US 5520956 A
The present invention relates to a method for coating substrate materials with polymers containing lustre pigments, in which a substrate has applied to it a curable coating, followed by a coat of lustre pigments or lustre pigment mixtures and then a clear coat.
1. A method for coating substrate materials with polymers containing pearl lustre pigments, which comprises applying to a substrate a curable coating, applying to said curable coating pearl lustre pigments in powder form and melting said curable coating and, if appropriate, curing said curable coating and applying a clear coat over the curable coating prior to melting and curing the curable coating.
2. A method according to claim 1, wherein said curable coating contains 0.1 to 20 g/m2 of pearl lustre pigments.
3. A method according to claim 1, wherein curable coating is melted at temperatures from 50° to 250° C.
4. A method according to claim 1, wherein the curable coating is a powder coating.
5. A method according to claim 1, wherein the clear coating is a powder coating.
6. A method as in claim 1, wherein the curable coating is partially cured after application to said substrate.
7. A method as in claim 1, wherein the curable coating remains curable temporarily after application to said substrate.
8. A method for coating substrate materials with polymers containing pearl lustre pigments to provide coatings with lustre color effects, which comprises applying to a substrate a curable coating, applying to said curable coating pearl lustre pigments in powder form, applying a clear coat over the curable coating and melting said curable coating and, if appropriate, curing said curable coating.
The present invention relates to a method for coating substrate materials with polymers containing lustre pigments, in which a substrate has applied to it a curable coating, followed by a coat of lustre pigments or lustre pigment mixtures and, if desired, a clear coat.
Coatings are generally produced by the application of complete coating compositions, i.e. coating systems which on application contain all the necessary constituents of a coating, such as binders, pigments, fillers, additives, solvents, etc.
For certain applications, other methods are known in which the binder and the special effect substance are applied separately, for example flock coating, scatter coating, fibre spraying, etc.
Coatings which are carried out with liquid or powder coatings are employed as complete systems. In some cases this can, however, lead to considerable application problems, for example in the case of powder coatings containing pearl lustre pigments or metallic effect pigments.
In the production of powder coatings all of the constituents are mixed in the melt in extruders and the extruded powder coating mix is supplied in pieces as solid material to a mill. There it is ground to the particle size required for the application.
In this grinding process, a large proportion of the flakes of the lustre pigment is destroyed, leading to a reduction in the lustre effect.
The object was therefore to provide a coating method in which polymer coatings containing pearl lustre pigments and/or metallic effect pigments do not have the abovementioned disadvantages.
This object has been achieved by the present invention in that it has been found that, when a curable pigmented or unpigmented coating is applied to a substrate and a lustre pigxnent or lustre pigment mixture and, possibly, a clear coat are applied atop, and the curable coating or even both coatings are melted and, if appropriate, cured, it is possible to obtain optimum lustre effects in coatings and coating compositions, especially powder coatings.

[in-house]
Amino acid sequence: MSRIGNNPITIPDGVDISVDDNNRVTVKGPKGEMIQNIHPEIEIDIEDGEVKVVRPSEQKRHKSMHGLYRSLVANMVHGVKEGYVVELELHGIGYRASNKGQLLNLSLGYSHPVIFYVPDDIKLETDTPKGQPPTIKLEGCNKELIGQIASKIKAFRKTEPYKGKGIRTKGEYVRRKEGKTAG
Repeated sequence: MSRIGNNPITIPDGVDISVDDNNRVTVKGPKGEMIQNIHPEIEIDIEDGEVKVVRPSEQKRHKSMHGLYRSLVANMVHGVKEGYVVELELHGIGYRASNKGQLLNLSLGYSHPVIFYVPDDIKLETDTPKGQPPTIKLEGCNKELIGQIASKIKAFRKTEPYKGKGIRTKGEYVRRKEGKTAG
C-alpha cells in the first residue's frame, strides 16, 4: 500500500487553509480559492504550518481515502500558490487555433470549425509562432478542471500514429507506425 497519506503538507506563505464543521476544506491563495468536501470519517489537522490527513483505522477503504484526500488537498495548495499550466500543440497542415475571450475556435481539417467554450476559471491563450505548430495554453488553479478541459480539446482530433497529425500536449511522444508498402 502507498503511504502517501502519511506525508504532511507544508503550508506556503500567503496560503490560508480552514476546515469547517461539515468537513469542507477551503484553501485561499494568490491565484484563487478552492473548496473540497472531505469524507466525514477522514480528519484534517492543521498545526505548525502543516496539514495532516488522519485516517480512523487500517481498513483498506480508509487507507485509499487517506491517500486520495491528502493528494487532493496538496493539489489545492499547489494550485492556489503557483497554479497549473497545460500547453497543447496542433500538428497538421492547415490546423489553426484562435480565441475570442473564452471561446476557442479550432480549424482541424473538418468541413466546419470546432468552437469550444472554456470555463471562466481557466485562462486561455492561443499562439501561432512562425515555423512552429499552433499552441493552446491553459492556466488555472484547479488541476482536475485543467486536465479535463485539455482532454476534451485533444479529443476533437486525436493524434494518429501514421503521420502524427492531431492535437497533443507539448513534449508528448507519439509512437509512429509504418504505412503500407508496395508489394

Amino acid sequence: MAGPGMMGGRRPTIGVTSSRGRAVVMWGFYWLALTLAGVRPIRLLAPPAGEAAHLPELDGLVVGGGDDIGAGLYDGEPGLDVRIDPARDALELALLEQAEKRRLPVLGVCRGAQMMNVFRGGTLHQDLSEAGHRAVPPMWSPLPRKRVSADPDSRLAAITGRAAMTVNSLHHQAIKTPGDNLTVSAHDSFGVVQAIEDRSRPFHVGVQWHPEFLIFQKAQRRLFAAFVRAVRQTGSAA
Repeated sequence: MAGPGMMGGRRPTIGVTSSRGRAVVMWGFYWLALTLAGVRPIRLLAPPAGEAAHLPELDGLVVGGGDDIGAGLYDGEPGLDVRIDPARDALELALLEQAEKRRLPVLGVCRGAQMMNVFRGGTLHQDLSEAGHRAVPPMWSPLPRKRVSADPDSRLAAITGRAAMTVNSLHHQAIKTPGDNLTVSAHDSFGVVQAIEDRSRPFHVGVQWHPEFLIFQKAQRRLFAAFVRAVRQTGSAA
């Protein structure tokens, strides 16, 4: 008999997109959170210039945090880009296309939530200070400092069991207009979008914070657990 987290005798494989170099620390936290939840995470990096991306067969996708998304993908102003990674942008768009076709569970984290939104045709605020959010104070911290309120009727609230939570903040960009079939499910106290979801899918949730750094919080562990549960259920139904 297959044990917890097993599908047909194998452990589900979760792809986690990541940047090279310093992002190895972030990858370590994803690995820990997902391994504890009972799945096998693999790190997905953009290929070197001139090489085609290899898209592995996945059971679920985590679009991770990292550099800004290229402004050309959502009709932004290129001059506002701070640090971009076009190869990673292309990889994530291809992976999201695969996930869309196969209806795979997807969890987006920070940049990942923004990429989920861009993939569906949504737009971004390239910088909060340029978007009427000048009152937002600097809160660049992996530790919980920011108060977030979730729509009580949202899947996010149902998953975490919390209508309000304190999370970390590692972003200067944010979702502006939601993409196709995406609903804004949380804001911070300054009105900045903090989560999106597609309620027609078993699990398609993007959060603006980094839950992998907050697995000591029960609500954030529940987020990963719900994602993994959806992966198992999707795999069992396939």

The invention accordingly provides a method for coating substrate materials with polymers containing lustre pigments, characterised in that the substrate has ayelied to it first a coating which is curable after application, including coatings which remain curable temporarily, or shortly after application, and then a layer of lustre pigments in powder form and additionally, if desired, a clear coat and subsequently the curable coating or else both coatings are melted and, if appropriate, cured.
The coatings according to the invention can be applied to any desired substrate materials, for example metals such as iron, steel, aluminium, copper, bronze, brass and metal foils, but also other metal-coated surfaces such as glass, ceramic and concrete, and also to wood, for example furniture, to clay, paper, packaging materials, for example plastic containers, sheets or cardboard, or to other materials for decorative and/or protective purposes.
Any conventional coating system which remains at at least temporarily curable after application can be employed; in this case coating system means solvent/binder systems or solventless binder systems with which, using physical or chemical methods, for example drying at room temperature or elevated temperatures of up to about 200° C., chemical crosslinking or crosslinking induced by radiation, for example UV radiation, and/or polymerisation and other conventional treatment methods, it is possible to produce smooth, solid films with good gloss and good adhesion. Powder coatings are preferred.
Examples of binders which can be employed are natural resins, such as rosin, dammar, copals and shellac, binders based on vegetable and animal drying oils, cellulose esters, condensation resins containing formaldehyde, polyesters, polyamides, polyvinyl resins, acrylic and methacrylic resins, and polyurethanes and epoxy resins.
A review of suitable binders can be found in, for example, H. Kittel, Lehrbuch der Lacke und Beschichtungen [Textbook of Paints and Coatings], Volume I, Parts 1, 2 and 3, and in Karsten, Lackrohstofftabellen, 9th edition, pp. 55-558.
Depending on the substrate to be coated and the intended use, the person skilled in the art is able to select a suitable binder on the basis of his or her technical knowledge.
These binders are generally employed together with organic solvents, for example aliphatic or aromatic hydrocarbons, terpenes, chlorinated hydrocarbons, alcohols, ketones, esters, ethers and glycol ethers, or else in aqueous dispersion in which case low solids (10-30% solids), medium solids (30-60% solids) or high solids (60-80% solids) formulations may be employed. The solids contents may also, however, be above or below those stated, with formulations having up to 100% solids being possible (powder coatings).